An additional €10 million for the national mental health budget was announced in January. The department’s spokesperson said some of this funding may cover posts to support EIP services, adding that the “details are currently being finalised”. 

What is psychosis?

The main symptoms associated with a psychotic episode are hallucinations and disturbed thoughts.

Some people have a one-off psychotic episode, but don’t develop a related condition. However, every year in Ireland around 1,500 people develop a psychotic disorder such as schizophrenia, which is treatable but not curable.

The age range varies, but people typically experience their first psychotic episode in their late teens or early 20s.

If psychosis is treated quickly, a person can fully recover and lead a healthy life. However, delayed treatment can impact their quality of life for decades - and costs a lot more money in the long run. 

People develop psychosis for a variety of different reasons, including genetics, exposure to trauma, and substance use.

More research on the topic is needed but it’s believed that living in urban and socially-deprived areas can also play a role due to high levels of poverty and isolation. 

Saving lives and money

People with psychotic disorders who don’t receive timely access to services often end up in hospital for prolonged periods or, in some cases, homeless. 

O’Connor said investing in EIP services could prevent this from happening.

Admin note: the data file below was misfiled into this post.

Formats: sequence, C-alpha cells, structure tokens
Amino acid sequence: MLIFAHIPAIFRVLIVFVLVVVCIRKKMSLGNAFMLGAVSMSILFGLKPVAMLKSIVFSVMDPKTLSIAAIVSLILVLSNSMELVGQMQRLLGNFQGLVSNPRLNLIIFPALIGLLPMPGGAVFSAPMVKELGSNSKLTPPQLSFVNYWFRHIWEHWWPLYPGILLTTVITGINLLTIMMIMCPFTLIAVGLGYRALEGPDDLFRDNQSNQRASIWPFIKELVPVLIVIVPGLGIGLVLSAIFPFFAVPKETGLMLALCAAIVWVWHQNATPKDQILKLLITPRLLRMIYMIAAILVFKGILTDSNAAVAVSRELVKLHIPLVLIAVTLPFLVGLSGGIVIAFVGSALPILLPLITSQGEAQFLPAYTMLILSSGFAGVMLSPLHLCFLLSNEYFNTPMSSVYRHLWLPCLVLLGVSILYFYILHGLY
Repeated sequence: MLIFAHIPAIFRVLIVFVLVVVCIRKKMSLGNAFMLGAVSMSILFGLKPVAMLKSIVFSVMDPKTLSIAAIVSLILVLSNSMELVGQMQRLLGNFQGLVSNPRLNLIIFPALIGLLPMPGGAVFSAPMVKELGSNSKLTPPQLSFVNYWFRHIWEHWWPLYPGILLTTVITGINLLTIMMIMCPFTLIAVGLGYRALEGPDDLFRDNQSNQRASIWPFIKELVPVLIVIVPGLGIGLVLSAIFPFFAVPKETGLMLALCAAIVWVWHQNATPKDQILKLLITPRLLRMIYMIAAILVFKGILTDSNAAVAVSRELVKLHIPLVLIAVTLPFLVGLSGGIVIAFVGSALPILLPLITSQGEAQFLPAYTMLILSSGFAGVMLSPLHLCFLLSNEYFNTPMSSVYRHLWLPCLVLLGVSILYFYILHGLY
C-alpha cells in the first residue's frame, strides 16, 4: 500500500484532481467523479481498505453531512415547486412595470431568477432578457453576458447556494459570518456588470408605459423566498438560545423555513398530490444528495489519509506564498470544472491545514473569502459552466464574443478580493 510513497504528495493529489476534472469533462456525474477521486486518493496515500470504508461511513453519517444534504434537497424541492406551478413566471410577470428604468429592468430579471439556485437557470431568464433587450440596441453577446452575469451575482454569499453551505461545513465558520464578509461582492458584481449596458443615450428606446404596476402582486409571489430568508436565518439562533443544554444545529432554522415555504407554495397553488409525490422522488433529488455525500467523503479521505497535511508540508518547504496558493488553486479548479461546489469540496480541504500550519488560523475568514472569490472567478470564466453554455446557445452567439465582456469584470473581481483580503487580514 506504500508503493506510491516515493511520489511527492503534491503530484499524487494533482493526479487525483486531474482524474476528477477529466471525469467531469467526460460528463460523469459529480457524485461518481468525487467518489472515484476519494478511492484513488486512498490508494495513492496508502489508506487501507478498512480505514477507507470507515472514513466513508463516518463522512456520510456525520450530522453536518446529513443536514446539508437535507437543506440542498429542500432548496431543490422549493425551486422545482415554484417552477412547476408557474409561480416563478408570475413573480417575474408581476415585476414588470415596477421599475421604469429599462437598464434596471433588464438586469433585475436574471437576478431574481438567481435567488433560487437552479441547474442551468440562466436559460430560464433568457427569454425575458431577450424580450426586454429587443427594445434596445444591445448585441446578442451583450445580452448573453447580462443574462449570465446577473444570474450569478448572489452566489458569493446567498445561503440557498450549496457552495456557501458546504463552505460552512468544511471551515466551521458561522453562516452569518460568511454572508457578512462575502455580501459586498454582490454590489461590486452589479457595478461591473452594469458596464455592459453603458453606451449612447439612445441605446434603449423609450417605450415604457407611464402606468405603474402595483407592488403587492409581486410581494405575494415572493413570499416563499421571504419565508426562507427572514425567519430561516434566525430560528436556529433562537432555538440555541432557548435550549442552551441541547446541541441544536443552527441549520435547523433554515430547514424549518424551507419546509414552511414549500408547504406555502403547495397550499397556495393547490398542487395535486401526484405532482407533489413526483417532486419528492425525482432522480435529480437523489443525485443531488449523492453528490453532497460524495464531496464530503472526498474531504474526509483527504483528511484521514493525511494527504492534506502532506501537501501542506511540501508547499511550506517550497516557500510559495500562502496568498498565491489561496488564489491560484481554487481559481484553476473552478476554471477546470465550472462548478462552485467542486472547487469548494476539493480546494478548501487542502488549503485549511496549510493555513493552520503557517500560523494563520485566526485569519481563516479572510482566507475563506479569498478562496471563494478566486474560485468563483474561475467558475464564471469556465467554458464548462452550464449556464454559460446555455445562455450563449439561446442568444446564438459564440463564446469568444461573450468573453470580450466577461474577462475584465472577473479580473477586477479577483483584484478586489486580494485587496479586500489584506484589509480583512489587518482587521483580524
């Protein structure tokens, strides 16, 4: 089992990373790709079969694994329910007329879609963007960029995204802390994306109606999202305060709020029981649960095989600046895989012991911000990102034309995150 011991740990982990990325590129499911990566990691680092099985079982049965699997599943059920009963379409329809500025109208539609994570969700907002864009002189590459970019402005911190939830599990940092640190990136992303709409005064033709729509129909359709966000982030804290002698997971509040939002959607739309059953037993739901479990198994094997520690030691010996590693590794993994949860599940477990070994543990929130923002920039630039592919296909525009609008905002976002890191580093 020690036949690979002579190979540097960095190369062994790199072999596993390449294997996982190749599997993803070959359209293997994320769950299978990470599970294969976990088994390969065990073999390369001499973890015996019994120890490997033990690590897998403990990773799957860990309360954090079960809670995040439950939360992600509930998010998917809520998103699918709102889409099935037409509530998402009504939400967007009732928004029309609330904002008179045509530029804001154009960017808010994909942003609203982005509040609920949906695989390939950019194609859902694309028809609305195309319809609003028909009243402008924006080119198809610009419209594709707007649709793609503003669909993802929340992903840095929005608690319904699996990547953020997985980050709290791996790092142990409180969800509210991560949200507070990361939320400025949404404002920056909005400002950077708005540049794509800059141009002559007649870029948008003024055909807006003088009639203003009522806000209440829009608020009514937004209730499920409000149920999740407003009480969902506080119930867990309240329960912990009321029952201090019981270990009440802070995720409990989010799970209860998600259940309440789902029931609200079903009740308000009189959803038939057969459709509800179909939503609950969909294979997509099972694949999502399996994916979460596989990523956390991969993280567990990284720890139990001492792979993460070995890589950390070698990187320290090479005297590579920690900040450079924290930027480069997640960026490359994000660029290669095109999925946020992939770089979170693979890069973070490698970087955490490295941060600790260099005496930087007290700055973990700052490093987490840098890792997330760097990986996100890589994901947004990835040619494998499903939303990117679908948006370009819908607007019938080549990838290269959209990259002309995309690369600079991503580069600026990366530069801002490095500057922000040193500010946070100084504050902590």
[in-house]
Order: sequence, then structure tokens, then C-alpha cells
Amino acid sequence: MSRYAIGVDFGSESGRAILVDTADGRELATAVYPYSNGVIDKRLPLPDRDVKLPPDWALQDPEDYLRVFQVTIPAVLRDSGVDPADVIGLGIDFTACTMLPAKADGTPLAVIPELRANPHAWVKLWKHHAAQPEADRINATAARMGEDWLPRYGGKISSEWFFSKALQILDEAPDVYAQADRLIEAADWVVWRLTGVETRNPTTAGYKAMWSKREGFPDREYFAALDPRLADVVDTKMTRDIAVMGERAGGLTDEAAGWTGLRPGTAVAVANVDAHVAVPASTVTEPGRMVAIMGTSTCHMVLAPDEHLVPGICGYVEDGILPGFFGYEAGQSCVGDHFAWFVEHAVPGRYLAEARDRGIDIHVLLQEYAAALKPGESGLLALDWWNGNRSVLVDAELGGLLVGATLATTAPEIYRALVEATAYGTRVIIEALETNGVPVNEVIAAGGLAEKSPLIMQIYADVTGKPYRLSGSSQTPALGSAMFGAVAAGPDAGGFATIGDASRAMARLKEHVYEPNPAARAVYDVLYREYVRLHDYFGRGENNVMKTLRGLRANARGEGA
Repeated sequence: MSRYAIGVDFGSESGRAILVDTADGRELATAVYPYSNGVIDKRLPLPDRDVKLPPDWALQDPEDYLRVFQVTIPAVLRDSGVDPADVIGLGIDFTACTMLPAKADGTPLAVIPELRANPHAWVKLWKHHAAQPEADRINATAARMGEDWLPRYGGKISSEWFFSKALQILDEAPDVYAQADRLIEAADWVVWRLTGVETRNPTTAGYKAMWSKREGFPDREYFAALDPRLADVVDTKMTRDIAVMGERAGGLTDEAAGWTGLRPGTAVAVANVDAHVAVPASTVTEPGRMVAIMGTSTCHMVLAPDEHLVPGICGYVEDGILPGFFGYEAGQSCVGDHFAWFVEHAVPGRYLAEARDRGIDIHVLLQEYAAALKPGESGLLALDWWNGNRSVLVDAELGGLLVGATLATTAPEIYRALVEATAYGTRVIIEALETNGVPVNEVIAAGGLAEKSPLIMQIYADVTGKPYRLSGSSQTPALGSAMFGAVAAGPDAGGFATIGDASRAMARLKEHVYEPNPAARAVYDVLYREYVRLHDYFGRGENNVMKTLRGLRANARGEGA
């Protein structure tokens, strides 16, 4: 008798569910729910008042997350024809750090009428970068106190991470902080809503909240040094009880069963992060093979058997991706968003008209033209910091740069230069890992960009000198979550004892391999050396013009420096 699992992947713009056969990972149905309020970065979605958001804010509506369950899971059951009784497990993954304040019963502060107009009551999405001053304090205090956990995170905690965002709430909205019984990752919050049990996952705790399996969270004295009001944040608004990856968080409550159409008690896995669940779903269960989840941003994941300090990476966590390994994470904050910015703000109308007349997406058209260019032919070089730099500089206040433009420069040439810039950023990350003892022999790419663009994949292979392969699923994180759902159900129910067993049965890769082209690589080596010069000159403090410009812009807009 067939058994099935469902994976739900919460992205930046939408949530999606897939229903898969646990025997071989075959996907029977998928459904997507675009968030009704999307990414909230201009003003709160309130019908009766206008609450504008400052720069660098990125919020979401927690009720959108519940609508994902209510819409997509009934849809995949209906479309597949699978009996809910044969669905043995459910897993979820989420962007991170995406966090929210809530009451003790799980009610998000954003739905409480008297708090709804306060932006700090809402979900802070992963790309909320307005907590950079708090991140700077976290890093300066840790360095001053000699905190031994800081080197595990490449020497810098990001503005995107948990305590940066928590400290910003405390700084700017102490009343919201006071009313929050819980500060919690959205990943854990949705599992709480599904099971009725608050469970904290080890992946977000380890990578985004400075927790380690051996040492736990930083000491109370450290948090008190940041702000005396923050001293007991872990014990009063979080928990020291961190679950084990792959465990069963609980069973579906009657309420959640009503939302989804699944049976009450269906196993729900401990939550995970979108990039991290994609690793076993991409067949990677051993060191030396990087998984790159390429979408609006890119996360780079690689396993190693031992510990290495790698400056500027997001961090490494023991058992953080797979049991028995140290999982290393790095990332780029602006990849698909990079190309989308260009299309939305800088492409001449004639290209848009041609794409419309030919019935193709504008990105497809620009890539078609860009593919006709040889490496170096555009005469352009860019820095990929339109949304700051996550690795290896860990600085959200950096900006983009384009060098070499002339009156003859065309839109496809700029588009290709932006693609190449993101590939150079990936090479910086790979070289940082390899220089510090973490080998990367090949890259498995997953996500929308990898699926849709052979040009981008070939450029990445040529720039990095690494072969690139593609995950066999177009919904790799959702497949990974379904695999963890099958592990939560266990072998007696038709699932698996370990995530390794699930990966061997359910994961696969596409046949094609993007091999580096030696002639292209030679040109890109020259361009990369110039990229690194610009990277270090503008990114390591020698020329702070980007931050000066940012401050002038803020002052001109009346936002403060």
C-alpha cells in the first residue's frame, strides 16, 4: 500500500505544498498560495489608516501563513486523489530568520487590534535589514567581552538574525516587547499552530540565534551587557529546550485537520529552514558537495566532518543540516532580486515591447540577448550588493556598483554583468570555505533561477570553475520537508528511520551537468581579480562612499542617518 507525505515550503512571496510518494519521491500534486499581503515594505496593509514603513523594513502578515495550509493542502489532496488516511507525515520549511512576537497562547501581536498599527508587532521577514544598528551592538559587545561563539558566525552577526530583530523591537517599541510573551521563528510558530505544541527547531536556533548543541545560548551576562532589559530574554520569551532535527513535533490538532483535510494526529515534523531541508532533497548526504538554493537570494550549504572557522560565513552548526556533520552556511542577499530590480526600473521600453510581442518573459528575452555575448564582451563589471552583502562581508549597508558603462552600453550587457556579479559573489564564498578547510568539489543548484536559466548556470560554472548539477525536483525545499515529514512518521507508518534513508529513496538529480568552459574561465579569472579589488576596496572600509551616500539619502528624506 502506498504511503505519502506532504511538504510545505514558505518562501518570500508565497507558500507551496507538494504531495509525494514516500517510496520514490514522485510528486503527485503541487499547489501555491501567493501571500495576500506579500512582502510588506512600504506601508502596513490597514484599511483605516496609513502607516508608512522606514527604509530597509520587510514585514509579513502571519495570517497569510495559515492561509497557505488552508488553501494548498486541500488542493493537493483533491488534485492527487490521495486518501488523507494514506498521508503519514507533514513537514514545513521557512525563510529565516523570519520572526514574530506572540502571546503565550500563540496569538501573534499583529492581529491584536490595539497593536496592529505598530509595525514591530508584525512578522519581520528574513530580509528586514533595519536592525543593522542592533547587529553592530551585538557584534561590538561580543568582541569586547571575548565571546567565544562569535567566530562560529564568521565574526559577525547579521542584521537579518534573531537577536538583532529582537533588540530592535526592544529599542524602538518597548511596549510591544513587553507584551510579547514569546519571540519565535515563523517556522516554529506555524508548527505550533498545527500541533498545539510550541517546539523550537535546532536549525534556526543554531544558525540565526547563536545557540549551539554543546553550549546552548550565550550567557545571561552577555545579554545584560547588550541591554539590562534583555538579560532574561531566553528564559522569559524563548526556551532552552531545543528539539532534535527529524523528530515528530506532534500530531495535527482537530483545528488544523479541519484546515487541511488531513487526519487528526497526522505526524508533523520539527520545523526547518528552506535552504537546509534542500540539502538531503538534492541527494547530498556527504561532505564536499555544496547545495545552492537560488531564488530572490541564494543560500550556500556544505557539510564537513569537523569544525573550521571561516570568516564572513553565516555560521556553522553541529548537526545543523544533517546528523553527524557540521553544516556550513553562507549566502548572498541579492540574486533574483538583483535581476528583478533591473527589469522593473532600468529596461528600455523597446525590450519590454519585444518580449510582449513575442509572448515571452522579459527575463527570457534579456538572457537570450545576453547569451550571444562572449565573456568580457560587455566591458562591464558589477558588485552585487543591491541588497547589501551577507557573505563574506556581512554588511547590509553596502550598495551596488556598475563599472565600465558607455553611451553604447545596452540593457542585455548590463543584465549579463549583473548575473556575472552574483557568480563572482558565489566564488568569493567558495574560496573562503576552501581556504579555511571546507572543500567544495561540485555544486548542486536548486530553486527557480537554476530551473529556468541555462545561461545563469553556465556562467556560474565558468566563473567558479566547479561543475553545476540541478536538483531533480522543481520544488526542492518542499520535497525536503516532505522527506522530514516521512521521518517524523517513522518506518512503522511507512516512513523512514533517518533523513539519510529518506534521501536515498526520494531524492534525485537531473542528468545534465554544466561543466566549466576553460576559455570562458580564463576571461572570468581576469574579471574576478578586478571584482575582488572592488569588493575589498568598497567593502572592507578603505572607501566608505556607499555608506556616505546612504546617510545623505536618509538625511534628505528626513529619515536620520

“You’re changing the trajectory of young people’s lives, you’re reducing suffering, reducing the risk of suicide,” she explained.

You retain people in work, you keep people out of needing sheltered accommodation, there’s reduced admissions in hospitals.

Aside from the primary goal of saving and improving lives, investing in EIP services also makes economic sense.

The HSE estimates that every €1 invested in EIP results in an €18 saving to the economy because it prevents costs related to a person needing prolonged hospital stays and support such as unemployment benefits. 

A 2020 report by the Mental Health Commission found that of the 116 patients classed as long-stay residents in mental health units around the country at the time (i.e. those there for six months or longer), 60% (70 people) had a primary diagnosis of schizophrenia

Source: Shutterstock/Gorodenkoff

“What we’re trying to do is prevent people ending up in that situation,” O’Connor told The Journal. It costs around €50 million a year to keep patients in these beds for six months or longer, she said. 

“We added up the number of bed days for people in for at least six months and those in for at least one year.”

She said this is a “conservative” estimate of €950 per bed per night, so the actual cost is possibly even higher. 

How EIP teams work

Explaining how EIP teams work, O’Connor said that a lot of time is spent on developing the relationship with the person seeking support. 

“You’ve got someone coming through the door, it’s psychosis, then this person will be picked up by a key worker who will be their key contact person for the next three years. They’ll coordinate their care, they’ll develop a relationship with them.

“The first six months is often spent on just developing the relationship, understanding where the person is coming from. Some people, their episode will have a very sudden onset and then will ease off very quickly. Other people may build up slowly.

“People vary in how comfortable they are talking to us, engaging with us, so a lot of time is put into understanding the person.

Where are they coming from? What are their particular set of problems? What are their particular set of concerns? Are they worried about stigma? All of those things.